Most people agree there is no better time to think about setting goals than the beginning of a new year. Its also a time when insurance agents are busy evaluating what they did the previous year and looking to create success in the next 12 months.
Agents goals cover the spectrum. Some decide to enter new markets. Others may want to hire a new assistant or qualify for the Million Dollar Round Table or a prestigious company award. While some just want more time off.
Joseph St. Pedro, president of St. Pedro & Associates Financial Services in Royersford, Pa., revisits his goals every year and breaks them down–right to the point of knowing how many phone calls he has to make to reach them.
What Your Peers Are Reading
“In 2001, every time I picked up the phone it was worth $421.43, whether the person answered the phone or not. Last year, it was worth $542.85,” he explains.
For 2003, St. Pedro plans on adding 15% to his sales volume, across all lines of business. According to St. Pedro, its important to spread your production across a number of different product lines. And while he may not achieve a 15% increase in every product line he offers, he says they should all balance out–as they did for him in 2002.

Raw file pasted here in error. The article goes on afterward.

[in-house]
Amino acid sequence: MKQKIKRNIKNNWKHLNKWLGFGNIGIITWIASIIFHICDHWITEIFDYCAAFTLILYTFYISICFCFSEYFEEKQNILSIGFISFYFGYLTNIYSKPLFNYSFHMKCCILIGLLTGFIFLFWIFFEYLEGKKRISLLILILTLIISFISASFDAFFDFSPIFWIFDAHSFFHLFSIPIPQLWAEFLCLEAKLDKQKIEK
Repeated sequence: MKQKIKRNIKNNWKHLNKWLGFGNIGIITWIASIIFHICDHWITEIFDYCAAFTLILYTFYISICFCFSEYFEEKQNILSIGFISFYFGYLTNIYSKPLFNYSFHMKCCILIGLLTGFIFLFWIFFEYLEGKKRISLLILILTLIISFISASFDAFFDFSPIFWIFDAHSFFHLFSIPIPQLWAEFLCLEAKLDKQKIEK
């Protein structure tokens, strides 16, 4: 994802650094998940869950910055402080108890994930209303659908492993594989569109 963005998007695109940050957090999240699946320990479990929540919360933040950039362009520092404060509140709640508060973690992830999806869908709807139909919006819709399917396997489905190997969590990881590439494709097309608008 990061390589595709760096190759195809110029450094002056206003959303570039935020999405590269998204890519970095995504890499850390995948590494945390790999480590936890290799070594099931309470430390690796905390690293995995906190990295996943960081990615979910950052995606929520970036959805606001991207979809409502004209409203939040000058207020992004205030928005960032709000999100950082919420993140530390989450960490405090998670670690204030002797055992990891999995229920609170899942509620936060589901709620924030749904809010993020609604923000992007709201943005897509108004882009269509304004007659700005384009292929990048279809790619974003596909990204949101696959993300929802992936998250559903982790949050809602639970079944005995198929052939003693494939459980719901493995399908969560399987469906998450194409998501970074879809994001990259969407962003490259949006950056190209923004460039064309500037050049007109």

“Last September I was ahead on variable products by about 7%, but in October it started to slack off. I was thinking things werent going so well until I saw that my fixed business was up 300%,” he says.
When setting his goals, St. Pedro says its important to break them up into different categories–otherwise you may be overwhelmed. He sets short-term, long-term and personal goals every year.
Some of his short-term goals include: reaching Top of the Table, being one of the top four producers with his broker-dealer, and adding one estate-planning case per quarter from someone with a net worth of $4 million or more.
As part of his five-year plan, his long-term goals include what he wants his business to be worth and the amount of assets under management he would like.
By breaking his short-term goals down exactly to how many calls he needs to make every day, he feels that all his goals will fall into place. “If I make those phone calls every week and see that many people, somethings going to come out of it,” he says.
Frank DeFederico of Financial Directions Inc., in Toronto, Ont., Canada, recently changed the way he looks at setting goals. “I used to gear everything to dollars and cents, but I decided I wanted to do what was important to me,” he explains. “And its important to me to work less.”
First, DeFederico decides how many days he wants to work a year, then he determines how much income he wants to earn, and, like St. Pedro, breaks it down to a daily production level.